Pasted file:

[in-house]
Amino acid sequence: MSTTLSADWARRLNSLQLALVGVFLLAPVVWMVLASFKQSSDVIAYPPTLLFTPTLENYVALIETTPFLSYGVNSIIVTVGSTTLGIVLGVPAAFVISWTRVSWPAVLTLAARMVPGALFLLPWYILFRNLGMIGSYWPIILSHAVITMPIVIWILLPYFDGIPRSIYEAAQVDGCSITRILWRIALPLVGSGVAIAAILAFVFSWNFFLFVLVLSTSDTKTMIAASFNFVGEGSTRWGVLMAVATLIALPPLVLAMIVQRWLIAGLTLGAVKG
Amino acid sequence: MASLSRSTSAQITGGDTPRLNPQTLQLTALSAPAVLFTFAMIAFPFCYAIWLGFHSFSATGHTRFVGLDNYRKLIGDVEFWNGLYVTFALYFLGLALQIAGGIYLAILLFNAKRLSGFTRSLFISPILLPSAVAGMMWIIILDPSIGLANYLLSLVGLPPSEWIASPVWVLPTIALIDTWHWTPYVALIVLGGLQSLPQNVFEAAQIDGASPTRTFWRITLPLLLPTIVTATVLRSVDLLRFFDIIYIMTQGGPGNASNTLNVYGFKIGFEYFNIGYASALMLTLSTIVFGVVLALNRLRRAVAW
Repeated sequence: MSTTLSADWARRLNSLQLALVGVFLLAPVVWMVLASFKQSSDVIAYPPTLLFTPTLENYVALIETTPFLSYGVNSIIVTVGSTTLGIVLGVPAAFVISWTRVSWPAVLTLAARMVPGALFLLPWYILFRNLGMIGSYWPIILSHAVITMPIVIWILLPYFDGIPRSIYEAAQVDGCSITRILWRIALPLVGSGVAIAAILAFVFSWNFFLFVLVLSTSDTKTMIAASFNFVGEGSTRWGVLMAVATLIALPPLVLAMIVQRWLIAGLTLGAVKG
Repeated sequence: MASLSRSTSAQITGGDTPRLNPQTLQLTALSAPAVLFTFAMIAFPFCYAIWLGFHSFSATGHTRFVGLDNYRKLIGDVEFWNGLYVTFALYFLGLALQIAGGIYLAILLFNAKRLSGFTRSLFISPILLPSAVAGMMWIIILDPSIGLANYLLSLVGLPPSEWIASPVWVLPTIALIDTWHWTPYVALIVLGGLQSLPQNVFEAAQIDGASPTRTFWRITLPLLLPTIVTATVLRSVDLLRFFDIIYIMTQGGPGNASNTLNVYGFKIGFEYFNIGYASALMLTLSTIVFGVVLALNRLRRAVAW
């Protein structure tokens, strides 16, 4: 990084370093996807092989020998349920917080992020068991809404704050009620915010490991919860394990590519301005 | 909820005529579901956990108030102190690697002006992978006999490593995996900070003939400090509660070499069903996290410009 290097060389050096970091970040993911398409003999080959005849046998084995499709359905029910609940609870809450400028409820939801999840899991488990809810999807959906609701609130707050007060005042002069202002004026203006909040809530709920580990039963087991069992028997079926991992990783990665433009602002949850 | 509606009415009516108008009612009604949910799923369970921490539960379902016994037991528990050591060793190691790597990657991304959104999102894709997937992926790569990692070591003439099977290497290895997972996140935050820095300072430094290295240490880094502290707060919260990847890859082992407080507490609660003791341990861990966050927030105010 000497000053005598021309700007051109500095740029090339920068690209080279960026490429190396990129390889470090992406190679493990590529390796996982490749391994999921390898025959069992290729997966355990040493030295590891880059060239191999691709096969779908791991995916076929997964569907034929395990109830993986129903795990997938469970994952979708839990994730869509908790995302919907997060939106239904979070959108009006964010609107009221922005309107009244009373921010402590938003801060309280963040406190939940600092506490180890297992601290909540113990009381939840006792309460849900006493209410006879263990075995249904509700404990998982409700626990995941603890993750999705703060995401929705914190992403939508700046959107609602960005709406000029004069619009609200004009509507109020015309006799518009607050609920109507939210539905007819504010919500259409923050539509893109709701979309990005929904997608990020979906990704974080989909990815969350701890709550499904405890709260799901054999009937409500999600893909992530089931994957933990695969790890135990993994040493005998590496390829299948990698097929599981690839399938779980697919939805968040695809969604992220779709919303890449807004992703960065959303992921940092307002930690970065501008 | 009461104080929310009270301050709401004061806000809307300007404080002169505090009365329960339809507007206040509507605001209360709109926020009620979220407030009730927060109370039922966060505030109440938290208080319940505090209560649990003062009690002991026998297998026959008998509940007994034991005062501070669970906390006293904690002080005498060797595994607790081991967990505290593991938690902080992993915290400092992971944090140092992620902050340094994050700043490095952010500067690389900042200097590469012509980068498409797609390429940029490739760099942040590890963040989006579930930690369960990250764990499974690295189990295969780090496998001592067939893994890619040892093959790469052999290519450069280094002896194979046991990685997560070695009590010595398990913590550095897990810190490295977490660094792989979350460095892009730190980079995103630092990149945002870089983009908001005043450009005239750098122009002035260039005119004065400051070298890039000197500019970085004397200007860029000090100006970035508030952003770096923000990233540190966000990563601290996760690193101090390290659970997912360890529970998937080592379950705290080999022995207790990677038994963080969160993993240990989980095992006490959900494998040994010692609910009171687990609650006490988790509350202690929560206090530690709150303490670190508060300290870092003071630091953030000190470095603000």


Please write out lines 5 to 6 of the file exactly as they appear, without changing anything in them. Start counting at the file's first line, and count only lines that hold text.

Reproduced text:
Repeated sequence: MASLSRSTSAQITGGDTPRLNPQTLQLTALSAPAVLFTFAMIAFPFCYAIWLGFHSFSATGHTRFVGLDNYRKLIGDVEFWNGLYVTFALYFLGLALQIAGGIYLAILLFNAKRLSGFTRSLFISPILLPSAVAGMMWIIILDPSIGLANYLLSLVGLPPSEWIASPVWVLPTIALIDTWHWTPYVALIVLGGLQSLPQNVFEAAQIDGASPTRTFWRITLPLLLPTIVTATVLRSVDLLRFFDIIYIMTQGGPGNASNTLNVYGFKIGFEYFNIGYASALMLTLSTIVFGVVLALNRLRRAVAW
């Protein structure tokens, strides 16, 4: 990084370093996807092989020998349920917080992020068991809404704050009620915010490991919860394990590519301005 | 909820005529579901956990108030102190690697002006992978006999490593995996900070003939400090509660070499069903996290410009 290097060389050096970091970040993911398409003999080959005849046998084995499709359905029910609940609870809450400028409820939801999840899991488990809810999807959906609701609130707050007060005042002069202002004026203006909040809530709920580990039963087991069992028997079926991992990783990665433009602002949850 | 509606009415009516108008009612009604949910799923369970921490539960379902016994037991528990050591060793190691790597990657991304959104999102894709997937992926790569990692070591003439099977290497290895997972996140935050820095300072430094290295240490880094502290707060919260990847890859082992407080507490609660003791341990861990966050927030105010 000497000053005598021309700007051109500095740029090339920068690209080279960026490429190396990129390889470090992406190679493990590529390796996982490749391994999921390898025959069992290729997966355990040493030295590891880059060239191999691709096969779908791991995916076929997964569907034929395990109830993986129903795990997938469970994952979708839990994730869509908790995302919907997060939106239904979070959108009006964010609107009221922005309107009244009373921010402590938003801060309280963040406190939940600092506490180890297992601290909540113990009381939840006792309460849900006493209410006879263990075995249904509700404990998982409700626990995941603890993750999705703060995401929705914190992403939508700046959107609602960005709406000029004069619009609200004009509507109020015309006799518009607050609920109507939210539905007819504010919500259409923050539509893109709701979309990005929904997608990020979906990704974080989909990815969350701890709550499904405890709260799901054999009937409500999600893909992530089931994957933990695969790890135990993994040493005998590496390829299948990698097929599981690839399938779980697919939805968040695809969604992220779709919303890449807004992703960065959303992921940092307002930690970065501008 | 009461104080929310009270301050709401004061806000809307300007404080002169505090009365329960339809507007206040509507605001209360709109926020009620979220407030009730927060109370039922966060505030109440938290208080319940505090209560649990003062009690002991026998297998026959008998509940007994034991005062501070669970906390006293904690002080005498060797595994607790081991967990505290593991938690902080992993915290400092992971944090140092992620902050340094994050700043490095952010500067690389900042200097590469012509980068498409797609390429940029490739760099942040590890963040989006579930930690369960990250764990499974690295189990295969780090496998001592067939893994890619040892093959790469052999290519450069280094002896194979046991990685997560070695009590010595398990913590550095897990810190490295977490660094792989979350460095892009730190980079995103630092990149945002870089983009908001005043450009005239750098122009002035260039005119004065400051070298890039000197500019970085004397200007860029000090100006970035508030952003770096923000990233540190966000990563601290996760690193101090390290659970997912360890529970998937080592379950705290080999022995207790990677038994963080969160993993240990989980095992006490959900494998040994010692609910009171687990609650006490988790509350202690929560206090530690709150303490670190508060300290870092003071630091953030000190470095603000």